As a director, Mike Nichols was on a roll. His first film, "Who's Afraid of Virginia Woolf", earned 13 Oscar nominations, including 5 wins. His second film, "The Graduate" garnered 7 Oscar nominations, including all the majors, and brought Nichols the Best Director Oscar. Both of those films are rated 8.0 in IMDb. Next came "Catch-22"---another high profile film, but the result was not as unanimously praised.
Needless to say, when "Carnal Knowledge" was released, all eyes were watching. Could Nichols---who had already won three parts of his EGOT---recapture the magic of his first two efforts? Certainly the casting brought the film plenty of attention.
Jack Nicholson was still in the early stages of his film career, but had already served notice that he was worth watching. Some already saw him as the next Brando. "Easy Rider" in 1969 was followed by the less-than-stellar "On a Clear Day You Can See Forever", and "Five Easy Pieces" (1970), in which Roger Ebert said Nicholson returned to the "miraculous offhandedness" of his role in "Easy Rider".
Candice Bergen, the model turned actress, was already high-profile, but past performances gave no indication she might be able to deliver a dramatic performance equal to those Nichols had facilitated from the female stars of his first two films.
Art Garfunkel, the mild-mannered crooner, had received some good reviews from his only film role so far, which was in Nichol's "Catch-22". Could he hold his own as the second male lead opposite Nicholson?
And Ann-Margret was cast in her first film with any gravitas. Known for her sex kitten roles, she was fresh off her performance in "C.C & Company" opposite Joe Namath, of all people. You can see a clip of that film in Tarantino's "Once Upon a Time...in Hollywood".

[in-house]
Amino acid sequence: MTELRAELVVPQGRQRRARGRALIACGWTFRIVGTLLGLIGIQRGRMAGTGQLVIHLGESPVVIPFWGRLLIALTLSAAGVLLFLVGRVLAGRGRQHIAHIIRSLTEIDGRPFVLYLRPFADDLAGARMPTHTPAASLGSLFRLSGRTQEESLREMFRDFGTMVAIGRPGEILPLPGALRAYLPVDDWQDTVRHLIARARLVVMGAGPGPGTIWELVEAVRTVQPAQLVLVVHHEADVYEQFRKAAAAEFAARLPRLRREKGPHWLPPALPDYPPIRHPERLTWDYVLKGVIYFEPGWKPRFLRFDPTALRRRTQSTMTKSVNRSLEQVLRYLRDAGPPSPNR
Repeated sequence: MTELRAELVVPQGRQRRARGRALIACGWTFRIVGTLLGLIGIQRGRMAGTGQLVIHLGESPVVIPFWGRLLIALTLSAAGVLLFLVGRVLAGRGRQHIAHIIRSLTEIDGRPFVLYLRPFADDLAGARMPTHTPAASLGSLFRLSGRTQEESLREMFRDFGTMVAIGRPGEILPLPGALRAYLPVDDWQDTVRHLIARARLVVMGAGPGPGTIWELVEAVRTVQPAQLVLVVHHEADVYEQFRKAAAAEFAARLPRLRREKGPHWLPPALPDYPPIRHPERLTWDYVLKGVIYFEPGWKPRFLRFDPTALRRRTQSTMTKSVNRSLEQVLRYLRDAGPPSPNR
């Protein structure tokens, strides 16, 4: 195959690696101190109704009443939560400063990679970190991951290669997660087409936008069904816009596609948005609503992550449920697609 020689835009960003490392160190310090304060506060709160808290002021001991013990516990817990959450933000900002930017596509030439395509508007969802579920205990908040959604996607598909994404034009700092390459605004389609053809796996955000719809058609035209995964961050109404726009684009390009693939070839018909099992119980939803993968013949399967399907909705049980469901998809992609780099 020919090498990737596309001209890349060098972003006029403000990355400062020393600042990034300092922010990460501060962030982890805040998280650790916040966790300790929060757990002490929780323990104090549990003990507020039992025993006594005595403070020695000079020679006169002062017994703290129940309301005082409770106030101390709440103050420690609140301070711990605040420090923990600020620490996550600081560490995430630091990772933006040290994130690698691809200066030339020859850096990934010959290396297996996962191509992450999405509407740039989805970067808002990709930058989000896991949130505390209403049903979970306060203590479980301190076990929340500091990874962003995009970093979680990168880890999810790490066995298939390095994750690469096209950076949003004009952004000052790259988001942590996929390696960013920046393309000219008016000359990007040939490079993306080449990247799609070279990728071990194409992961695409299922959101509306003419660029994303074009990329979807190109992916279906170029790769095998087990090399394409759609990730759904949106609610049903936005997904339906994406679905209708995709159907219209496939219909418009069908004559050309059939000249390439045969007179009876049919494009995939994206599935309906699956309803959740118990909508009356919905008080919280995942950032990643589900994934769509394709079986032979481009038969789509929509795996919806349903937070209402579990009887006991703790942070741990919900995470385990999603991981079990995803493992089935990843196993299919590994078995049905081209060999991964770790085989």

Released during the Sexual Revolution, some might see this film as representative of the entire movement and times, a prognostication of what the future might hold for a generation. As such, the two men who are the focus of the film, Jonathan (Nicholson) and Sandy (Garfunkel), lead lives that would foretell disappointment and malaise. It would be similar to the portent that clouds the future of Ben Braddock (Dustin Hoffman) in the ending to "The Graduate". But this is a film of the two men only, not a broader vision. And these are two very imperfect men.
The easiest access to what makes Jonathan and Sandy what they are and what they become is through their egos. Jonathan has an ego that always needs stroking. Sandy has an ego that he always subordinates, willingly, to others. Because of this, neither can achieve actualization or contentment. Their entire lives are an endless cycle of hang-ups and hook-ups, continuously settling for what they mistakenly believe will give them happiness.
Nichols does, in fact, draw out some great performances here. Ann-Margret won the Oscar for her performance. And Bergen delivers what might be the best performance of her career.
The structure of the film is in three parts. It feels like an adaptation from a 3-act play, but it's not. Part one feels introductory. Part two picks up momentum. And part three is like a coda, a brief glimpse at the fruits of their "labors". Watch for Rita Moreno in the final scenes, which feel climactic and anti-climactic at the same time.
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